April 27, 2016
Booking.com Files Civil Action Against USPTO for Trade Mark Refusal
Booking.com Files Civil Action Against USPTO for Trade Mark Refusal

Between December 2011 and November 2012, Booking.com B.V. (‘Booking.com’) filed four US Trade Mark Applications to register BOOKING.COM both as a word mark and in various stylised forms in relation to various Class 39 (travel arrangement) and Class 43 (hotel reservation) services.  All four applications were rejected by the US Patent and Trade Mark Office (‘USPTO’) on the grounds that the marks are merely descriptive or generic in respect of the identified services, since BOOKING.COM can obviously and immediately “be understood primarily to refer to an online service for making bookings" by the relevant public. Following a series of responses filed by Booking.com, final refusals were nonetheless issued by the USPTO, which Booking.com subsequently appealed with the Trademark Trial and Appeal Board (‘TTAB’).  On 18 February 2016, the TTAB rejected Booking.com’s appeal and upheld the USPTO examiner’s refusal of the marks on the grounds that Booking.com had failed to prove that the marks had acquired a secondary meaning.

Section 21(b) of the US Trademark Act of 1946 (the "Lanham Act"), provides that a party that is dissatisfied with a final decision of the TTAB may initiate a civil action in a Federal District Court challenging the decision in question.  Accordingly, on 15 April 2016, Booking.com filed a civil lawsuit with the US District Court for the Eastern District of Virginia (Alexandria Division) in order to obtain the registration of its marks on the basis that the TTAB had erred in its findings.  

In their lawsuit, Booking.com argue that it is impossible to use “booking.com” in a grammatically coherent way in order to generically refer to any services at all and they submit that there is no evidence that any other parties offering travel agency services refer to themselves as “booking.com’s”. They also argue that a consumer survey (conducted after the TTAB decision) demonstrated that 75% of consumers recognise BOOKING.COM as a trade mark, not as a common name, so the mark has acquired distinctiveness in the marketplace since use first began in 2006. They also assert that evidence of its extensive advertising, commercial impact, market share, and consumer loyalty had been submitted to establish the acquired distinctiveness of the mark BOOKING.COM, but the TTAB incorrectly dismissed the evidence as being insufficient to show “an impression of single source identification”.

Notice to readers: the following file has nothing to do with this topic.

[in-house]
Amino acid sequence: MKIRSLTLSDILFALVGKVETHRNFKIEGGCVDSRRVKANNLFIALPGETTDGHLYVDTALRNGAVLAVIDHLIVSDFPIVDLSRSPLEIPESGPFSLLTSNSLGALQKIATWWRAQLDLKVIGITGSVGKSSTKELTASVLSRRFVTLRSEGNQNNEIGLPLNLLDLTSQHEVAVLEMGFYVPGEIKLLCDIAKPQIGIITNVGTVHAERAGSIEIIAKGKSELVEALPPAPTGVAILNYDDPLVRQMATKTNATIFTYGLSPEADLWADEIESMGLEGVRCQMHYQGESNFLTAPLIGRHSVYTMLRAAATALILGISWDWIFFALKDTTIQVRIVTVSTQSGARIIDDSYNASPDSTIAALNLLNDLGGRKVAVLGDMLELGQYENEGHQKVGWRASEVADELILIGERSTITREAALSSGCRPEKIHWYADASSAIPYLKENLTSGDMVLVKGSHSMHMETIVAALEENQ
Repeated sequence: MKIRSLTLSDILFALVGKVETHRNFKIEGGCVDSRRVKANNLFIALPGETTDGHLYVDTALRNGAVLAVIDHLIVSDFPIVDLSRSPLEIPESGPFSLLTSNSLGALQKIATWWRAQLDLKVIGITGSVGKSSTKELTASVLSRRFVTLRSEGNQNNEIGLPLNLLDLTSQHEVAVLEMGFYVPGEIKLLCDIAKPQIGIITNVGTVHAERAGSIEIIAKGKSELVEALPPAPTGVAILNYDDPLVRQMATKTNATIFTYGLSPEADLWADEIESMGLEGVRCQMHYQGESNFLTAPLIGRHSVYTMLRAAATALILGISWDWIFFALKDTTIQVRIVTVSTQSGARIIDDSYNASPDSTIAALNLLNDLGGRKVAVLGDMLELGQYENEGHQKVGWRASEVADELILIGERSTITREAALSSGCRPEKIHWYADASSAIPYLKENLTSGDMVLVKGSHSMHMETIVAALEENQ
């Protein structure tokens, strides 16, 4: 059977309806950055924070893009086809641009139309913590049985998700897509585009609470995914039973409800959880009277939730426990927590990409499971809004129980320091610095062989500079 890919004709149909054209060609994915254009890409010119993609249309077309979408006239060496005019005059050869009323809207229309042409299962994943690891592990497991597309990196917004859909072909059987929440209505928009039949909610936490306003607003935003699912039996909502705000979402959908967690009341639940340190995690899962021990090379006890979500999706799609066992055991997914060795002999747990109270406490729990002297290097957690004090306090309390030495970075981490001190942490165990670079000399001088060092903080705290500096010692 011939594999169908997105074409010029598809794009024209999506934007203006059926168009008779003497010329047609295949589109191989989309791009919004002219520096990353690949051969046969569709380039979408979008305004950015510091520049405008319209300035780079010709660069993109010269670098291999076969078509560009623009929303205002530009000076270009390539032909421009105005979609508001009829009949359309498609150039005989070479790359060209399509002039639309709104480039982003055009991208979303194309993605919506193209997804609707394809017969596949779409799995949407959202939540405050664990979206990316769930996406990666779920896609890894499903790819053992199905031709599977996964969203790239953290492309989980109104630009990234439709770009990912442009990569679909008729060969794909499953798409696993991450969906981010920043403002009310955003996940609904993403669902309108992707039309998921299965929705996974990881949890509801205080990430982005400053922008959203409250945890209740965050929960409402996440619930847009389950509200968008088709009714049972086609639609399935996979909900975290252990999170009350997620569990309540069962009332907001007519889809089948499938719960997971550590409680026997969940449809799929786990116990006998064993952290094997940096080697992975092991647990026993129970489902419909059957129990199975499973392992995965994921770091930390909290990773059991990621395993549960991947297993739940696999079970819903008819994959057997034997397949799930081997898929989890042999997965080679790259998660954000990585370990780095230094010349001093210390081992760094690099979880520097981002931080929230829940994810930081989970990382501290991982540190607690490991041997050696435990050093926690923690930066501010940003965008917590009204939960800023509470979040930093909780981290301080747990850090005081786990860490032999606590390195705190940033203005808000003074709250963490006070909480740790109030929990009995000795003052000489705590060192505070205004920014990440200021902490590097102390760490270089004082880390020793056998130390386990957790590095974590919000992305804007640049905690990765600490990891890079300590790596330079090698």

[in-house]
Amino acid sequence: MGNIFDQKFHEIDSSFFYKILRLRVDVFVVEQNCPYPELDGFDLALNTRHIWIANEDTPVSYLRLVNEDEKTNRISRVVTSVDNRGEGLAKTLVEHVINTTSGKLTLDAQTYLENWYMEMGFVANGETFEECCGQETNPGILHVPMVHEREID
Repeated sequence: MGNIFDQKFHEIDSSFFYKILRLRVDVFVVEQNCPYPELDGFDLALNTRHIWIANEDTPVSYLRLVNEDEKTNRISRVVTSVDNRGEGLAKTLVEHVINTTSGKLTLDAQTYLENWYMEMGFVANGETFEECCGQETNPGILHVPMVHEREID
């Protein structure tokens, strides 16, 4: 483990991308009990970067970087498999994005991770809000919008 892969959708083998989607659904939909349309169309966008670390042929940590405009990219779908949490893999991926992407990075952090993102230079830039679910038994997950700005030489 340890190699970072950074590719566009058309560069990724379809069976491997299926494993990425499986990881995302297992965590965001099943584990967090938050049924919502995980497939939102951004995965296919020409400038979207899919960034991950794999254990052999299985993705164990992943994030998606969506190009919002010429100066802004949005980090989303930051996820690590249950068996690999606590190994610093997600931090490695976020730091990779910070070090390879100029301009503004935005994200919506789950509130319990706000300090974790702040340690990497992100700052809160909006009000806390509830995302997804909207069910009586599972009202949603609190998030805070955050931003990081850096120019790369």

This case is significant as it demonstrates the frequent conflict that we witness between common marketing strategy and good legal practice.  Many businesses wish to use generic terms within their domain names so that they clearly communicate the nature of the goods and services being offered on their websites. Whilst this may assist customers using those descriptive search terms to find them on the Internet, it is also a double-edged sword. As a matter of legal policy, all generic or descriptive terms must always be kept free for all traders to use, hence registered trade mark protection will never be granted to give one trader the exclusive right to use them. This means that the primary brand identity of that website cannot be protected as a trade mark, leaving competitors free to adopt a similar or identical mark, which may of course cause confusion and divert customers away.   

We will continue to monitor the developments and outcome of this matter with interest.

Trademarks /  Travel /  Advertising

Found this article interesting today?
Send us your thoughts: